Evaluation: Not recommended for practical use. The time and resources you'll spend trying to fly the thing (to say nothing of cosine losses) will far outweigh any hypothetical efficiency gains over symmetrical asparagus, unsurprisingly. Still a fun exercise, though.

Spoiler

C6E991C2F03FEEBAFB7EC5B0627A6CD4BC8BF2EE

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BF71487117E1D2CC582322790383787DA5A84970

77893AB1ACF2847DABF45302D668BED4F3452E8D

2C213829577FA3037C010D3C59E9756E0B73BDCC

E8BE5266DC1BE45453E00FDD8112BA191111104E

853A8C44C634A621BFA977E01E05B00B760592AF

B4F9D6BF7F4167D2E4071A12B5813791D9309C7C

26DD204AD97539B47E1B4A6DF62CD929996B5277

37419DB9E193D1F2389E2415F59E47E354A9BA58

DF966793DD192D68608B44536E5817C4EAFFDBDF

 

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15 hours ago, LaytheDragon said:

Behold, Banana Staging! (Please, if you can, help me find a better name for it) 

If I may make a suggestion, Rolos staging? Like, the candy? If it ditches tanks like I think it does, dropping them off in a row one at a time.

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18 minutes ago, genericeventhandler said:

I once toyed with the idea of dropping tanks from the bottom. 

 

An combination of twisted candle who is serial Asparagus with radial engines offset on each stage. Should work well with the Thud
I tend to use drop tanks on landers, especially during the early game going to Mun or Minmus, two drop tanks on lander takes me from circulation to start of decent. 
Using two or four as I tend to have four side tanks for wider base and engine in center. 


 

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9395876677_fe0189a422_b.jpg 

- wow that was some time ago oO ( 2013, it seems ). Old-style pancake asparagus was never really friendly with FAR, but crossfeeding 2-4 booster stages most definitely was and still is. I always assumed "asparagus" was only a description of a rocket ( in KSP terms ) where one set of boosters fed another set of boosters rather than the core.

Edited by Van Disaster

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I've been playing around with vertical asparagus for a while. Don't have any designs to show at the moment but I do have some ideas for when I finally return to my pc.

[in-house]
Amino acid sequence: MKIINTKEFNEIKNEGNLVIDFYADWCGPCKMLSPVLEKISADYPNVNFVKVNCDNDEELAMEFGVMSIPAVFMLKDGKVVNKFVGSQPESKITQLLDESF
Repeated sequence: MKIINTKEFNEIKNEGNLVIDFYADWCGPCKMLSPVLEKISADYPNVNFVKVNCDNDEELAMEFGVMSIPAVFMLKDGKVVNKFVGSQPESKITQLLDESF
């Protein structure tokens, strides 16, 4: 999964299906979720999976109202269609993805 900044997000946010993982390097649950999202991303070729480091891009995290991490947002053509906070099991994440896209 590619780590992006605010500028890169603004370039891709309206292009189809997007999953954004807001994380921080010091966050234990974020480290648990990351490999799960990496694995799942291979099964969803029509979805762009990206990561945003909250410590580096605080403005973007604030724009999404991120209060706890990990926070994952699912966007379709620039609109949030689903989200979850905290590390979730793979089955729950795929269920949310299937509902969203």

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18 hours ago, Green Baron said:

When it comes to putting something heavy up, and doing it fast and efficient, asparagus is mandatory. The simplest is 3 cores, like described by Pecan. It reduces unneeded mass and prolongs burntime. Combined with the right engine choice (rocket parts pack(s)) it's hard to imagine anything more efficient.

SSTOs are nice, but 200t 80t payload into orbit is hard work ... (nothing against hard working people :-))

 

Hard for SSTO spaceplanes. Ultra easy for SSTO rockets.

I've build my 600T LKO launcher in 10min from my 300T launcher (even I never used this 600T in my career ; I don't have such heavy payload). First test to LKO : success. Just strap more engines and fuel, check for TWR to be in the sweet spot (same for all rockets) check for delta-V. Launch. The only limitation for SSTO rockets is you computer capacity to handle many parts.

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On 29/06/2016 at 2:32 PM, Brainlord Mesomorph said:

please explain.

Isn't asparagus better than stacked stages?
(seems logically better, all engines on from liftoff, all stages fully fueled after separation) 

what would be better?

Not all engines have good efficiency at different altitudes so running the same engines from start to finish isn't necessarily very efficient anyway. If you're going to stack, you can use more efficient engines for the different altitudes.

That said, I usually use the Mammoth engines in a single SSTO from start to finish and recover them at the end, usually at >95% cost but I'll reload if it doesn't go according to plan!

On 29/06/2016 at 1:48 PM, Brainlord Mesomorph said:

Recovery is a good idea and IRL the recovery of lower stages is cost effective and definitely helps a space program get more bang for its buck.

In KSP however, we have the physics bubble, which makes lower stage recovery impossible.  The only way around this is the SSTO rocket, carry the whole rocket into space, and deorbit it later hopefully to the KSC.  If you get to the KSC Peninsula you can get 90% value back, and all it costs is fuel.

It makes sense.  At least on paper.  But somehow, I kept coming in over budget.  So I had to take second look at how this actually works.

To make a rocket SSTO and recoverable you have to add a lot to it.  A probe core, parachutes, RCS, SAS, additional fins, heat shield, landing gear the list goes on, it can cost up to 20,000 funds just in additional parts.  (“That’s OK,” you say, “I’m going to get all that money back when I recover the rocket.” In theory yes, but we’ll get back to that in a moment.) it also takes additional fuel to get all the way to orbit and still have enough fuel left for a deorbit maneuver, and you don’t get any of that money back.  Plus all the extra equipment and fuel is costing you payload capacity, my guess is that a stripped down version of the same booster (fuel tank, engine and fins only) designed for suborbit, easily lifts 10 to 15% more payload than its SSTO counterpart.